Don't (just) destroy all meetings

Another Meeting. You can practically taste the collective resistance, and perhaps your own desire to eliminate that time commitment, too. “Couldn’t this be a report?”, suggests a colleague. “Or we can have a Slack bot to prompt folks to check in on this”, puts in another.

“Why don’t we just get rid of all the meetings?

Why not, indeed? It’s easy to poll folks and get answers for why one meeting or another needs to persist: some need for data sharing, a guaranteed periodic touchpoint for everyone involved, the prescribed version of the software development lifecycle framework, visibility into the current status of work in progress across reporting lines. There’s likely also to be some unreported desires involved, too: social connection amongst coworkers, some time set aside as a break from delivery responsibilities.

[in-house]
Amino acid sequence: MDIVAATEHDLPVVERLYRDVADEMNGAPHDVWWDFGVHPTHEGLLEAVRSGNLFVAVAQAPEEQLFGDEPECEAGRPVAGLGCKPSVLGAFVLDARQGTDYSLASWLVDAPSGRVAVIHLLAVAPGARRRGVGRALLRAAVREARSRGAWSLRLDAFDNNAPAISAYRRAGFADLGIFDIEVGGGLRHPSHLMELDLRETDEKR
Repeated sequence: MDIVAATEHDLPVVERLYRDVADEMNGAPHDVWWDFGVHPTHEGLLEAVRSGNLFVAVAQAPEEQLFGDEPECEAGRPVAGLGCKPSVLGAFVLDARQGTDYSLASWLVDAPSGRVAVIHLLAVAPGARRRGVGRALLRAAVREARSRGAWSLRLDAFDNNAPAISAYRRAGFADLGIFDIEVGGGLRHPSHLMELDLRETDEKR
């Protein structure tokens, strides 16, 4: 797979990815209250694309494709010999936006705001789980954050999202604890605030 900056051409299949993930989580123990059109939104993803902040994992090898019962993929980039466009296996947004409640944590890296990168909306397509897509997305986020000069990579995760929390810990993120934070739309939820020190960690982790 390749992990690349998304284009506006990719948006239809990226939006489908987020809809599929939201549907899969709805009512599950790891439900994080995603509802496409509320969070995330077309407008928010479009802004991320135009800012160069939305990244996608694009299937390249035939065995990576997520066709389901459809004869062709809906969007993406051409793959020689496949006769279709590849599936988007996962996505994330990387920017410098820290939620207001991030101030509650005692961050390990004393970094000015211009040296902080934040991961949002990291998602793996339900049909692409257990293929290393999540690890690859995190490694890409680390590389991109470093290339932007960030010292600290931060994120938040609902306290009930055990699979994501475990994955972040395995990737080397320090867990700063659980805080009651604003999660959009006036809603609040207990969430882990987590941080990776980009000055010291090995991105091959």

Those desires and needs are all very real, and you risk them going unmet when you change or destroy a meeting.

By all means: be deliberate about respecting, protecting, and valuing your time and your team’s. Deleting a recurring meeting can be incredibly powerful & deeply satisfying. But before you do, spend the effort to uncover all the needs that occurrence was addressing, not just the stated purpose–or you’ll soon find that time blocked back out of your calendar with a vengeance.

Did that make your day a little better?

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